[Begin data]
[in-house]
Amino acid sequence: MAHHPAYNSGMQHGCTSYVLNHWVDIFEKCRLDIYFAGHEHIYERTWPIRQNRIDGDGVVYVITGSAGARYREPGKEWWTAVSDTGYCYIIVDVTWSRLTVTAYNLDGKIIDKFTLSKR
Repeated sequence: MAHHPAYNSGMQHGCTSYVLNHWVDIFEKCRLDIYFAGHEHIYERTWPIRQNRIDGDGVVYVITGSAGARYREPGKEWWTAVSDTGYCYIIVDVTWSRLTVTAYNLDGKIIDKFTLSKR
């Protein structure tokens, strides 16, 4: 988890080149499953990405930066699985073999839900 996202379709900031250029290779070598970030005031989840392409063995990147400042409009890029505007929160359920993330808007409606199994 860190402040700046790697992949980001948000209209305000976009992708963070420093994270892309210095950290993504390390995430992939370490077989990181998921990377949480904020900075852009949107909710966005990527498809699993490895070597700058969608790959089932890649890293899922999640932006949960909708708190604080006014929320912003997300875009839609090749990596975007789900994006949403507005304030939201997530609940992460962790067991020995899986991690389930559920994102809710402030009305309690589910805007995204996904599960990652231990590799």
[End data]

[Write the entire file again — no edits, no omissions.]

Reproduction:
[in-house]
Amino acid sequence: MAHHPAYNSGMQHGCTSYVLNHWVDIFEKCRLDIYFAGHEHIYERTWPIRQNRIDGDGVVYVITGSAGARYREPGKEWWTAVSDTGYCYIIVDVTWSRLTVTAYNLDGKIIDKFTLSKR
Repeated sequence: MAHHPAYNSGMQHGCTSYVLNHWVDIFEKCRLDIYFAGHEHIYERTWPIRQNRIDGDGVVYVITGSAGARYREPGKEWWTAVSDTGYCYIIVDVTWSRLTVTAYNLDGKIIDKFTLSKR
């Protein structure tokens, strides 16, 4: 988890080149499953990405930066699985073999839900 996202379709900031250029290779070598970030005031989840392409063995990147400042409009890029505007929160359920993330808007409606199994 860190402040700046790697992949980001948000209209305000976009992708963070420093994270892309210095950290993504390390995430992939370490077989990181998921990377949480904020900075852009949107909710966005990527498809699993490895070597700058969608790959089932890649890293899922999640932006949960909708708190604080006014929320912003997300875009839609090749990596975007789900994006949403507005304030939201997530609940992460962790067991020995899986991690389930559920994102809710402030009305309690589910805007995204996904599960990652231990590799």